There is a range of issues that flow from that in terms of dealing with banks and personal solvency issues, which can be brutal. But in our experience knowing you have a problem, and then dealing with it in the best way possible, is all you can do. What is absolutely certain is that if nothing changes, nothing changes. You need to do something.
Most banks (especially in these times of a Royal Commission) are being increasingly less vindictive about personal action against borrowers after a business goes bad. Landlords are usually the same. Why throw good money after bad?
Assuming it is not all over, the easy answer is to ask the landlord to reduce the rent.
That sounds good in theory but is harder in practice. The value of the freehold investment to a motel tenant is largely tied back to the income paid by the motelier and the tenure of the lease itself. If you reduce the rent paid, the landlord’s capital value will be affected the next time they have a valuation – or go to sell the freehold.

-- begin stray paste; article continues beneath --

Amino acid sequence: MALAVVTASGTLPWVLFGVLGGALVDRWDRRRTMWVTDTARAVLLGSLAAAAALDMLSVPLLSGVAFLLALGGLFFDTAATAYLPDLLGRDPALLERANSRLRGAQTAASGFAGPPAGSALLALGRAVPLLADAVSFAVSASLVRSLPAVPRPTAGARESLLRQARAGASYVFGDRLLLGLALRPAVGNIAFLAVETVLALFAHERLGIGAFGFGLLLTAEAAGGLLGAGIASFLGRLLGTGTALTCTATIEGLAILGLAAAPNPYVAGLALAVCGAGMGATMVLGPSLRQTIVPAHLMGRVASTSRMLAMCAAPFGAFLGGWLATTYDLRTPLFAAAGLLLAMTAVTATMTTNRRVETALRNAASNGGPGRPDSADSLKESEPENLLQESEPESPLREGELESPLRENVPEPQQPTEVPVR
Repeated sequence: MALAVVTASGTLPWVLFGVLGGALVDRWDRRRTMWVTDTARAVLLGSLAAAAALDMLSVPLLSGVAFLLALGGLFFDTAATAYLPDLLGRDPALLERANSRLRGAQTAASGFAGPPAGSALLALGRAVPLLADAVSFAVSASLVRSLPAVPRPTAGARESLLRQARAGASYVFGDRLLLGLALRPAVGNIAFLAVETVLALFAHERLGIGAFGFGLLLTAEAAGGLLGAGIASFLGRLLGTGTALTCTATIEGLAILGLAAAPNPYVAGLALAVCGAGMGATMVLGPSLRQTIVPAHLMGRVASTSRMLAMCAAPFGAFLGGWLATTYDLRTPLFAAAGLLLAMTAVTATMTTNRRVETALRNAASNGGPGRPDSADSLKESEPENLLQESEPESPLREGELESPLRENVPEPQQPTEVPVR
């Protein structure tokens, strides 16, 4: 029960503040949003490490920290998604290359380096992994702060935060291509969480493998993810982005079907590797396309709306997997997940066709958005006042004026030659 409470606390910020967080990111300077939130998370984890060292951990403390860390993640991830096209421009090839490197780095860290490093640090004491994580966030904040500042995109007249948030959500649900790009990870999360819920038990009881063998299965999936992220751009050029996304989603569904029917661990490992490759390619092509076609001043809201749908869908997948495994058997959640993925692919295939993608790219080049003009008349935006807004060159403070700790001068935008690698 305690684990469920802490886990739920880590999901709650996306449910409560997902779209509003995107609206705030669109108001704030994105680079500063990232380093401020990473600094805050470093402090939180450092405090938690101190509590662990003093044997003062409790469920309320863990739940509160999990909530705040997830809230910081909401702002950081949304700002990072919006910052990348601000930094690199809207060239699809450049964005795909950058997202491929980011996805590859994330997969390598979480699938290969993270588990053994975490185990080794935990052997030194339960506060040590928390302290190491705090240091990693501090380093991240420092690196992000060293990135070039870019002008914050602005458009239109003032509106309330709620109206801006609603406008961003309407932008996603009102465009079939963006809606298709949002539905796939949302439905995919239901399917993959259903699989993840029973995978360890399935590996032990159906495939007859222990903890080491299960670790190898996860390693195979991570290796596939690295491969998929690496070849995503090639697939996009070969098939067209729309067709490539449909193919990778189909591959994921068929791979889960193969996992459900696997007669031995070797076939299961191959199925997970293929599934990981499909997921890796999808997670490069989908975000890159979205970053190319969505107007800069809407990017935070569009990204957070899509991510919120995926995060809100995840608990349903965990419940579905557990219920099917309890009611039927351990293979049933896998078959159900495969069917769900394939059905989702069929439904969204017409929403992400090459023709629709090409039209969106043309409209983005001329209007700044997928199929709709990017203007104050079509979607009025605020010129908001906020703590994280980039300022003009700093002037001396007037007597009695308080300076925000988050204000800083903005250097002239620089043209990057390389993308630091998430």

The other thing is that the landlord might already be squeezing every last cent out of the property to fund their lifestyle or other commitments. Reducing the rent for them might be difficult in light of their other expenses.
It helps to know the landlord’s position before you ask, so having some form of personal relationship with them is good business insurance.
Of course, the counter-argument is that a landlord would much rather have a tenant in there paying rent as opposed to a vacant property or a motel they need to manage themselves. If the reality is that the market has changed substantially, then that might be a bitter pill they have to swallow.
It can be a help or a hindrance if the landlord is a former motelier of the property you are running. They will know the market and may think it is simply poor management on your part. They may also know that you are good operators and are being buffeted by factors beyond your control.
Either way, you need to start that conversation if you are in trouble.
The longer-term issue is how the industry deals with the risk of rent running ahead of whatever the magical benchmark may be. Our solution is true market reviews, which will take agreement from both sides of the fence. It is commercially accepted in every other leasing market, and for the sake of the sustainability of the industry, we think the time has come for the motel industry to join the club.